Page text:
Carotid Ultrasound Imaging
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Carotid Ultrasound Imaging
- What is Ultrasound Imaging of the Carotid Artery?
- What are some common uses of the procedure?
- How should I prepare?
- What does the equipment look like?
- How does the procedure work?
- How is the procedure performed?
- What will I experience during and after the procedure?
- Who interprets the results and how do I get them?
- What are the benefits vs. risks?
- What are the limitations of Carotid Ultrasound Imaging?
What is Carotid Ultrasound Imaging?
Ultrasound imaging, also called ultrasound scanning or sonography, involves the use of a small transducer (probe) and ultrasound gel to expose the body to high-frequency sound waves. Ultrasound is safe and painless, and produces pictures of the inside of the body using sound waves. Ultrasound examinations do not use ionizing radiation (as used in x-rays). Because ultrasound images are captured in real-time, they can show the structure and movement of the body's internal organs, as well as blood flowing through blood vessels.
Ultrasound imaging is a noninvasive medical test that helps physicians diagnose and treat medical conditions.
An ultrasound of the body's two carotid arteries, which are located on each side of the neck and carry blood from the heart to the brain, provides detailed pictures of these blood vessels and information about the blood flowing through them.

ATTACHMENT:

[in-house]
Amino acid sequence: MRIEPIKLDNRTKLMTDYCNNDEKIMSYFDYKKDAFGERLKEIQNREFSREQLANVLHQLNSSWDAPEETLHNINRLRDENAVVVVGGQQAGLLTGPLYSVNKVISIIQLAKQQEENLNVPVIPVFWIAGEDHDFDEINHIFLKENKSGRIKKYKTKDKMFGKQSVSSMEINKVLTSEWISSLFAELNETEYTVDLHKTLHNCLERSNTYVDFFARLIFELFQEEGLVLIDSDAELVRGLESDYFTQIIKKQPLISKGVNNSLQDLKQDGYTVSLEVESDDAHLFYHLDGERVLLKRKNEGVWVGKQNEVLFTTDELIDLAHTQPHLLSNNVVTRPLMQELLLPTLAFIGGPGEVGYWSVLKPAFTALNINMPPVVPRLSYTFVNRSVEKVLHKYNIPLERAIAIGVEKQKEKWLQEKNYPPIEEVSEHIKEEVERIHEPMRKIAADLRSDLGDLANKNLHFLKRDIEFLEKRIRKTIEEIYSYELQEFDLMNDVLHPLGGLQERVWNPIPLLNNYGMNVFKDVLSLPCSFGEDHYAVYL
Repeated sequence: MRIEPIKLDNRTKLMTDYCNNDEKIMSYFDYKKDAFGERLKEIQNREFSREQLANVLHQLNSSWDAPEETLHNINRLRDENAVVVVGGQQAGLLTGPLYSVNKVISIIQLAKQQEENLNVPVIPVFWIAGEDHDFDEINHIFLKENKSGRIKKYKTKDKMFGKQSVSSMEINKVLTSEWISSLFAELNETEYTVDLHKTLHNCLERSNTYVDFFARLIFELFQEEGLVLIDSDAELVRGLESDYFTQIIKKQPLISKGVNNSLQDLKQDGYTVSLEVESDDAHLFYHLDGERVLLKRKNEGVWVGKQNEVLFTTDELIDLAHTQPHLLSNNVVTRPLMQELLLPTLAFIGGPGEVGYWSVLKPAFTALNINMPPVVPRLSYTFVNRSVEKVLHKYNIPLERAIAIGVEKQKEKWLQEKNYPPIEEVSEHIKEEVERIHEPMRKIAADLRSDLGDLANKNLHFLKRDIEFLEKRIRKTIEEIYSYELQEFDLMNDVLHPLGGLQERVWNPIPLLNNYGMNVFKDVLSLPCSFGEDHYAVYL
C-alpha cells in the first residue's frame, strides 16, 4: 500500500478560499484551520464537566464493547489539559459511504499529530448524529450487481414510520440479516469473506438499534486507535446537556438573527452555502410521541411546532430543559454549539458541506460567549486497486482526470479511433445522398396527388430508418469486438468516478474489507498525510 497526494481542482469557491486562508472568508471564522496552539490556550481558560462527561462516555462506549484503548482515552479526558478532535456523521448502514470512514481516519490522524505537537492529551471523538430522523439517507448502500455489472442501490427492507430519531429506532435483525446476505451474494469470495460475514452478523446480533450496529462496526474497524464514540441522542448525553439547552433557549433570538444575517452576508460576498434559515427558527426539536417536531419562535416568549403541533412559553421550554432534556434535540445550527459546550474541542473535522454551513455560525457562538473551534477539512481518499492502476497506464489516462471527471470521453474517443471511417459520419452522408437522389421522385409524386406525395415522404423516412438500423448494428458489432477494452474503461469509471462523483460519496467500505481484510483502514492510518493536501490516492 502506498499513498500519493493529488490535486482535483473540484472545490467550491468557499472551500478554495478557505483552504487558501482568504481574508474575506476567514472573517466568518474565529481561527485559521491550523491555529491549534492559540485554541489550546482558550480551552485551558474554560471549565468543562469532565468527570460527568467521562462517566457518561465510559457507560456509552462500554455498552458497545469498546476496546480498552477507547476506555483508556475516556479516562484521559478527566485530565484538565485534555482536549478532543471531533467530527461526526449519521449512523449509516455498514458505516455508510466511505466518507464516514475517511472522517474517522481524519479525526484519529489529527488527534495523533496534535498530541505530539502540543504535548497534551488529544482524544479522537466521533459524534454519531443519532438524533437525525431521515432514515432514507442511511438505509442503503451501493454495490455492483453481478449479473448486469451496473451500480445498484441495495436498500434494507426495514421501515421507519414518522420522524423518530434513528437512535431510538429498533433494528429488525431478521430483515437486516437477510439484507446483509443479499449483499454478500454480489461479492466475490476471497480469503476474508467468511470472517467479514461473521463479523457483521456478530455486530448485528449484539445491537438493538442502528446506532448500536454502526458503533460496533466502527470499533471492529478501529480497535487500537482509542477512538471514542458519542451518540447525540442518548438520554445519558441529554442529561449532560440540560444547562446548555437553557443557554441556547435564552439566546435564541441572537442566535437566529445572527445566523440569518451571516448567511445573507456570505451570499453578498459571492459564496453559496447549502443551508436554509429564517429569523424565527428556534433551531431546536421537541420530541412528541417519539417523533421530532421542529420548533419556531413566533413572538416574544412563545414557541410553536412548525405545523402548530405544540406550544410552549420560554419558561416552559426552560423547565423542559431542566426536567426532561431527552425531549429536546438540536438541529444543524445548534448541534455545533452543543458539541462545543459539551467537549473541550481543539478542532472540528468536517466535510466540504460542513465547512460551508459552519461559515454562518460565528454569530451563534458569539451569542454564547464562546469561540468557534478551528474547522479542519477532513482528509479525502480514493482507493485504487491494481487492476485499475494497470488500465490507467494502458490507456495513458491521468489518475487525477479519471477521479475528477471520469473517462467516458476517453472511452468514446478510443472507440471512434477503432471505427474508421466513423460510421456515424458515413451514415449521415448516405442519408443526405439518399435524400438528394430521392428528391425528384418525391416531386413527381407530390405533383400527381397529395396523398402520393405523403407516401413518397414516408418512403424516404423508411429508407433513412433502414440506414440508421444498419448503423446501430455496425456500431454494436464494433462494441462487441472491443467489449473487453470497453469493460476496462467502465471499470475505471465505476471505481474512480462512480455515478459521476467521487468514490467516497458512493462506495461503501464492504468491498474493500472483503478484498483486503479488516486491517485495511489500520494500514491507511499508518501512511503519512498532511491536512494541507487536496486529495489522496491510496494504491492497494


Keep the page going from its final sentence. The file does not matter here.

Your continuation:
A Doppler ultrasound study is usually an integral part of a carotid ultrasound examination.
Doppler ultrasound is a special ultrasound technique that evaluates blood flow through a blood vessel, including the body's major arteries and veins in the abdomen, arms, legs and neck.
What are some common uses of the procedure?
The carotid ultrasound is most frequently performed to detect narrowing, or stenosis, of the carotid artery, a condition that substantially increases the risk of stroke.
The major goal of carotid ultrasound is to screen patients for blockage or narrowing of their carotid arteries, which if present may increase their risk of having a stroke. If a significant narrowing is detected, a comprehensive treatment may be initiated.
It may also be performed if a patient has high blood pressure or a carotid bruit (pronounced brU-E)—an abnormal sound in the neck that is heard with the stethoscope. In some cases, it is also performed in preparation for a coronary artery bypass. Other risk factors calling for a carotid ultrasound are:
- elevated blood cholesterol
- a family history of stroke or heart disease
A carotid ultrasound is also performed to:
- locate a hematoma, a collection of clotted blood that may slow and eventually stop blood flow.
- check the state of the carotid artery after surgery to restore normal blood flow.
- verify the position of a metal stent placed to maintain carotid blood flow.